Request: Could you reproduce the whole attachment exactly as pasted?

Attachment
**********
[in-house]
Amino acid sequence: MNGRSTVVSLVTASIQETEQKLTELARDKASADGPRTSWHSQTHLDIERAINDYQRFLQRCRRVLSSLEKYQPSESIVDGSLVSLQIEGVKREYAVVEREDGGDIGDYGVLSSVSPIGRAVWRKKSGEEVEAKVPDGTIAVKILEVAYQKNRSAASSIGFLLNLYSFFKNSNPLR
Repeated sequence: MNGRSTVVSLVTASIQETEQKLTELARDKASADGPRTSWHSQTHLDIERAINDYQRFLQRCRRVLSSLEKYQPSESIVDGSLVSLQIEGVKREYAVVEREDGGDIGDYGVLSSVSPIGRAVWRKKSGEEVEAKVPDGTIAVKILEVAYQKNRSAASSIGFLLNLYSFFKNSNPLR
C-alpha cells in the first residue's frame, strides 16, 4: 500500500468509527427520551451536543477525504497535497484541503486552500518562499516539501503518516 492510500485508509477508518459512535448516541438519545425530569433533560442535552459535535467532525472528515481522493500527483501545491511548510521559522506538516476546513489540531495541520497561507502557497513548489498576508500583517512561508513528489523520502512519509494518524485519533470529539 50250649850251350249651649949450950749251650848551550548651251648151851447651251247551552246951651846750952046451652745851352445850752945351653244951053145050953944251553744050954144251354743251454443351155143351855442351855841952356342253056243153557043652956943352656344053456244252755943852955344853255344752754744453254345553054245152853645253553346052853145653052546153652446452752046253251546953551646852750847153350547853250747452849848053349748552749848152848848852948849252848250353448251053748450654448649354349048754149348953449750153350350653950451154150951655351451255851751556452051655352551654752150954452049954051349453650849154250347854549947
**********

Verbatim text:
[in-house]
Amino acid sequence: MNGRSTVVSLVTASIQETEQKLTELARDKASADGPRTSWHSQTHLDIERAINDYQRFLQRCRRVLSSLEKYQPSESIVDGSLVSLQIEGVKREYAVVEREDGGDIGDYGVLSSVSPIGRAVWRKKSGEEVEAKVPDGTIAVKILEVAYQKNRSAASSIGFLLNLYSFFKNSNPLR
Repeated sequence: MNGRSTVVSLVTASIQETEQKLTELARDKASADGPRTSWHSQTHLDIERAINDYQRFLQRCRRVLSSLEKYQPSESIVDGSLVSLQIEGVKREYAVVEREDGGDIGDYGVLSSVSPIGRAVWRKKSGEEVEAKVPDGTIAVKILEVAYQKNRSAASSIGFLLNLYSFFKNSNPLR
C-alpha cells in the first residue's frame, strides 16, 4: 500500500468509527427520551451536543477525504497535497484541503486552500518562499516539501503518516 492510500485508509477508518459512535448516541438519545425530569433533560442535552459535535467532525472528515481522493500527483501545491511548510521559522506538516476546513489540531495541520497561507502557497513548489498576508500583517512561508513528489523520502512519509494518524485519533470529539 50250649850251350249651649949450950749251650848551550548651251648151851447651251247551552246951651846750952046451652745851352445850752945351653244951053145050953944251553744050954144251354743251454443351155143351855442351855841952356342253056243153557043652956943352656344053456244252755943852955344853255344752754744453254345553054245152853645253553346052853145653052546153652446452752046253251546953551646852750847153350547853250747452849848053349748552749848152848848852948849252848250353448251053748450654448649354349048754149348953449750153350350653950451154150951655351451255851751556452051655352551654752150954452049954051349453650849154250347854549947